Yet it has become one of the most widely loved mecha anime of all time.
3. Mobile Suit Gundam
Amuro Ray, teenage boy living in the space colonies, finds himself falling into the seat of the colonies' greatest weapon against the Principalities of Zeon. Now, Amuro must pilot a Gundam, a giant robot powerful enough to turn the tide of war against Zeon. But, in doing so, Amuro must wade into the fires of war...and start a franchise still going strong decades later.
Mobile Suit Gundam is arguably one of the most important anime ever made. The original anime was the pure brainchild of one Yoshiyuki Tomino. The series has had numerous spin-offs, including multiple manga based on its run. However, the original series is completely and thoroughly original.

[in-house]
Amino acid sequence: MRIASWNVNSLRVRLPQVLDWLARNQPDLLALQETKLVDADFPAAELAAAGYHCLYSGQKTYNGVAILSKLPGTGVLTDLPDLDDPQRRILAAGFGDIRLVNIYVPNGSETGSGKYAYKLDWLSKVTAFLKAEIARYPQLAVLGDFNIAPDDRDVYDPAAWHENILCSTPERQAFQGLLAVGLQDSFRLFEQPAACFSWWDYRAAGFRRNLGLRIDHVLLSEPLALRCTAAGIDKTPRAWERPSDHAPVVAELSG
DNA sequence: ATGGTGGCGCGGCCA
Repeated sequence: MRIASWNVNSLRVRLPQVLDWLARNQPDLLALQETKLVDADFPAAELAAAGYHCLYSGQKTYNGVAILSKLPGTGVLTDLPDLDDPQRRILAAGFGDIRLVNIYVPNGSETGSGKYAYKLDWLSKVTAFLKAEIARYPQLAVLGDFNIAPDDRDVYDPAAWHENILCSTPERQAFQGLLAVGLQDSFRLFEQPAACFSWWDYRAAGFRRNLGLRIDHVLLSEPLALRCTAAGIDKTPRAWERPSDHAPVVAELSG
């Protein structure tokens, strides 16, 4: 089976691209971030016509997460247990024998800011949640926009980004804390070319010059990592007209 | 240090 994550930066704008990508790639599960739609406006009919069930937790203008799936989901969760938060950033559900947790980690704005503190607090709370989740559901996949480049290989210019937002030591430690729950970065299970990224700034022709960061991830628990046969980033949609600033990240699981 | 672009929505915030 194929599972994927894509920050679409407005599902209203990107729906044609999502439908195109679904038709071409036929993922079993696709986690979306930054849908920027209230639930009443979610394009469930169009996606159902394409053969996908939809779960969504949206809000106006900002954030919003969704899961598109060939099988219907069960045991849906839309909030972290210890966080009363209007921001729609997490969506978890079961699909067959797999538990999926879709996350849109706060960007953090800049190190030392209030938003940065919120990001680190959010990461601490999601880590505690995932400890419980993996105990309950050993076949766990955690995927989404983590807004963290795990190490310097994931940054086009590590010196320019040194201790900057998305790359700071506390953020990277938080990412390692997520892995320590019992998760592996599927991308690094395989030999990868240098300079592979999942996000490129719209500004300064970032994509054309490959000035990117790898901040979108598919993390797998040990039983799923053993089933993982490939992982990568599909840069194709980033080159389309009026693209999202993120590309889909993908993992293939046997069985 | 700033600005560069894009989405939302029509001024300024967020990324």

The same cannot be said for any of the follow-ups, as, essentially, later Gundams uses Gundam as its own source material, as seen by how often you see copies of series rival Char Aznable pop up in every follow-up series.
2. Cowboy Bebop
Spike Spiegel is a bounty hunter aboard the Bebop, a spaceship that travels through the solar system looking to earn a quick buck capturing the baddest of the bad. As he and his companions aimlessly travel through the solar system trying to survive, they encounter a cast of wild characters, all while the lives they left behind them find new ways to catch up to them.
The last two anime on this list are often regarded as among the greatest anime ever made. Anime buffs often regard them as masterpieces of the medium. But among American fans, there are few anime series better than Cowboy Bebop.
To the surprise of many, Cowboy Bebop doesn't have source material. There is a manga, but that is based on the series, and, presumably, takes place during the series. The original anime is primarily a collection of references to creator Shinichiro Watanabe's favorite pieces of entertainment. It is a pastiche of Western Culture. It is also a purely audi0-visual experience, designed with television audiences in mind.